A change in culture

As Democratic Rep. Derek Kilmer of Washington said in an interview to Federal Times, “Passing the OPEN Government Data Act was a big step, but it wasn’t the last step.”

While the law requires that all agencies designate a nonpolitical chief data officer, only a few agencies currently have filled this role. Even the existence of a data officer does not guarantee success; the key will be whether the data officers can build a robust agency culture of data sharing and openness.

“There’s, I think, naturally, a tendency within government or any other large institution to favor risk aversion and opacity,” Christian Troncoso, policy director at Business Software Alliance, commented to Fedscoop.com. “People take a sort of siloed view of what they’re working on and don’t necessarily appreciate the fact that the data they may be generating in the course of a project could also be helpful to their colleagues within the agency, certainly, but then to their colleagues across government as well.”

Several features of the act are designed to promote data sharing and best practices in data management. For example, the Office of Management and Budget must create guidance for agencies and a council of agency chief data officers, and collaborate with others to build an online repository of open data tools and standards.

But, in practice, the act may still leave significant room for agency discretion in judging data to be restricted or too costly or not worth making open. This could lead to serious gaps in open data. While open government data is a lofty goal, without coordinated implementation, it may suffer from unrealized potential.

Open data could lead to privacy issues, as shown in a 2014 study on New York City taxi data. dibrova/shutterstock.com

Keeping data secure

The OPEN Government Data Act requires agencies to walk a fine line between making data as open as possible, but as closed as necessary due to, for example, cybersecurity concerns over sensitive information.

Federal law already limits some disclosures. For example, under the Confidential Information Protection and Statistical Efficiency Act, statistical agencies face strict rules for protecting personally identifiable information. Employees at agencies such as the Census Bureau face fines and potential jail time for improper disclosure of data.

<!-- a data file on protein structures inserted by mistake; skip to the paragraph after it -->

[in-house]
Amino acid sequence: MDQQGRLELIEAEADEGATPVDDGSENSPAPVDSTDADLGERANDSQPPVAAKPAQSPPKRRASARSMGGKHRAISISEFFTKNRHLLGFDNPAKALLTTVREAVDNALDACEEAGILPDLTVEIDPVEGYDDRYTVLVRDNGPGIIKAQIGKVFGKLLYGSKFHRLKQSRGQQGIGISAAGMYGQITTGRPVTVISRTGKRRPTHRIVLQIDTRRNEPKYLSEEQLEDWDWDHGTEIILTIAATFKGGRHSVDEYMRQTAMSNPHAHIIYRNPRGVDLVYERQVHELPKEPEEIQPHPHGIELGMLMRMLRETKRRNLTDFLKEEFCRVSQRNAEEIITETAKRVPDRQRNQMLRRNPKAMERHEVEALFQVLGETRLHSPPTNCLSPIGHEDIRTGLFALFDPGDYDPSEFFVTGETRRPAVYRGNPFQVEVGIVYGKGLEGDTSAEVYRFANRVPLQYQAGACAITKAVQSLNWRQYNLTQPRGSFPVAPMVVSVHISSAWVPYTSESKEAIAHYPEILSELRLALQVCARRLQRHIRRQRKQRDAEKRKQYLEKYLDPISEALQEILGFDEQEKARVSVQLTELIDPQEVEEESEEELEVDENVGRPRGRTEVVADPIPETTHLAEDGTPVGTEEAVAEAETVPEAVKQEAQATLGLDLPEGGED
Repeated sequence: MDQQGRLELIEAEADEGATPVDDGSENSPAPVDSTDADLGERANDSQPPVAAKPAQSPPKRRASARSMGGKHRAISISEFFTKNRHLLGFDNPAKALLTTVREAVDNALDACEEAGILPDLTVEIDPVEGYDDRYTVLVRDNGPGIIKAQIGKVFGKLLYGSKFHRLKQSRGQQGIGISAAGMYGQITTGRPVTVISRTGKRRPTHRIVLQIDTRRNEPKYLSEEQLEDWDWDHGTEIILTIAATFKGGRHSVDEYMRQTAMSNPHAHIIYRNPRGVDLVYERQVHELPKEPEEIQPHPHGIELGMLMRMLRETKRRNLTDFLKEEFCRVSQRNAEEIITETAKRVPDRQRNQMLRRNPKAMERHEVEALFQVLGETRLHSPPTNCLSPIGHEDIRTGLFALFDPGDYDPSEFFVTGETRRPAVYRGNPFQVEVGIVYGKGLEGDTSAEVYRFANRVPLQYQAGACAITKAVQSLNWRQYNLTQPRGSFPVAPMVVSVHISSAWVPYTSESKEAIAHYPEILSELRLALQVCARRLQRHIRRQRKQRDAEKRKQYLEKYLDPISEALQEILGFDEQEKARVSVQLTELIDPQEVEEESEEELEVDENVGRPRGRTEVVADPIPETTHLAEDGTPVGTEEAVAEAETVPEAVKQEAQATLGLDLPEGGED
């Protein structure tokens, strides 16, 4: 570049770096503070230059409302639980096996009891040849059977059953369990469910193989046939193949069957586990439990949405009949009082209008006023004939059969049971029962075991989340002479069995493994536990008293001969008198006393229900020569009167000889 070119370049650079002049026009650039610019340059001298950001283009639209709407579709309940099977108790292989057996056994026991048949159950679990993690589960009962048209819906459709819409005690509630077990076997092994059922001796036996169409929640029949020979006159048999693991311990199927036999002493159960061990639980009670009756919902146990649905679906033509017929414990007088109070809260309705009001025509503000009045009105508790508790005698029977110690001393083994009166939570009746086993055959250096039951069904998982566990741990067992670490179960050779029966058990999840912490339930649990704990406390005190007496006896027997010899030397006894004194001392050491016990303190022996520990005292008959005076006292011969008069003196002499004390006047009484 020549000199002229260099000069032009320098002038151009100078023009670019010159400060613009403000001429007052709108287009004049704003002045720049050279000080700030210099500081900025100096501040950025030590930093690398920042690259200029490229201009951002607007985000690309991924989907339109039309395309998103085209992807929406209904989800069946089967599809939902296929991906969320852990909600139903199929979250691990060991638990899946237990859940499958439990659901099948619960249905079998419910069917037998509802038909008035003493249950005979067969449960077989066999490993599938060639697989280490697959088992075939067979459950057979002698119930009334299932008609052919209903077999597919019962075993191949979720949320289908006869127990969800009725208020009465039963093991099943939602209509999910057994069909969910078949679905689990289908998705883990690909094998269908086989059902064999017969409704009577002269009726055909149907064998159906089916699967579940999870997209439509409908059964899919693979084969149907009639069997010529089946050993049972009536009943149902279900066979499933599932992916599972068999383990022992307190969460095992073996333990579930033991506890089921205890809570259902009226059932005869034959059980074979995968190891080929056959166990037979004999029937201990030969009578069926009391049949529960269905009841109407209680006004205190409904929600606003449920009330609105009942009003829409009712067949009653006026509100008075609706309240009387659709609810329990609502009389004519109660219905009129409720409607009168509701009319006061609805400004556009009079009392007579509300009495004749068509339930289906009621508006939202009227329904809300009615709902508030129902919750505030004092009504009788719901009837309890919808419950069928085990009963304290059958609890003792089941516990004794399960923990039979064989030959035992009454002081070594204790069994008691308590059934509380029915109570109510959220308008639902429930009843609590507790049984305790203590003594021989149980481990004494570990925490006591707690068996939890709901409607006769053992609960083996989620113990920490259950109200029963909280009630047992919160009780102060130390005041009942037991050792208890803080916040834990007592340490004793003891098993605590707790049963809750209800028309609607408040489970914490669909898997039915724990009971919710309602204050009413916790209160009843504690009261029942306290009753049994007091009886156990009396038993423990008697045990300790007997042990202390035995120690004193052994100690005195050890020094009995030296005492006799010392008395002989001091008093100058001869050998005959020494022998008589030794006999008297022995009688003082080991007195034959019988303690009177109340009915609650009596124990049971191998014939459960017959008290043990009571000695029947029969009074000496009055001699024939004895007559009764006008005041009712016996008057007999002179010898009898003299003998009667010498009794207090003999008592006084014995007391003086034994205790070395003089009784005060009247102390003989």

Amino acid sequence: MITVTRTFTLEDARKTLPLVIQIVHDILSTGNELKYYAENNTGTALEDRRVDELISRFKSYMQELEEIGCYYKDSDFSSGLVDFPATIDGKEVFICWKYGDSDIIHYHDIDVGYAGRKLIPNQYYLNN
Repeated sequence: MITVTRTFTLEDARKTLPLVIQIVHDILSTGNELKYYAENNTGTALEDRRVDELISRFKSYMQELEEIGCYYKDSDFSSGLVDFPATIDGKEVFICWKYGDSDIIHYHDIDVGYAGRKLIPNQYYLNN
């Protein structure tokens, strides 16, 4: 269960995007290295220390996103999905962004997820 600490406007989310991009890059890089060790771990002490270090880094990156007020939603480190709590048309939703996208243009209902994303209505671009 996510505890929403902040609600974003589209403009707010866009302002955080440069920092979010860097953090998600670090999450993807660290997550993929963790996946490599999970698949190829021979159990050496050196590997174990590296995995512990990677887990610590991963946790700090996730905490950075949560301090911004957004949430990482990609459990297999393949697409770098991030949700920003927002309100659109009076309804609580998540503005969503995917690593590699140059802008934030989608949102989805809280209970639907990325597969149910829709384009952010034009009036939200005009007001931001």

Existing laws have contributed to a culture of withholding data when sensitive data are present within the data set. But the OPEN Act could lead to new tensions between openness and privacy, because expanding the universe of open data increases the risk that data that appear anonymized will become personally identifiable.

For example, in 2014, a London researcher was able to trace an individual’s movements from Transport for London’s open data. With just a little more information, the researcher claims he could have easily identified the individual.

In 2014, another group of researchers successfully deanonymized New York City Taxi and Limousine Commission data. The researchers were able to track specific taxi medallion numbers and, in some cases, specific passenger trips.

While these instances were part of a small number of reported concerns, we are concerned how other data releases may lead to unintended consequences, such as open data being used to track the movements of individuals. Appropriately, the OPEN Government Data Act calls on OMB and agencies to consider the risks of reidentification from data pooling as they carry out their open data activities.

But, it seems to us that truly deidentifying data is an increasingly elusive goal. The act also requires agencies to collect and analyze information on how their data are being used. While this makes sense in the broader context of maximizing the usefulness of government data, it raises its own privacy issues. Implementation choices will be key – and the role of data officers will be critical.

The Conversation

The Conversation

This post originally appeared at The Conversation. Follow @ConversationUS on Twitter.

NEXT STORY: NASA Is Rushing to the Moon

X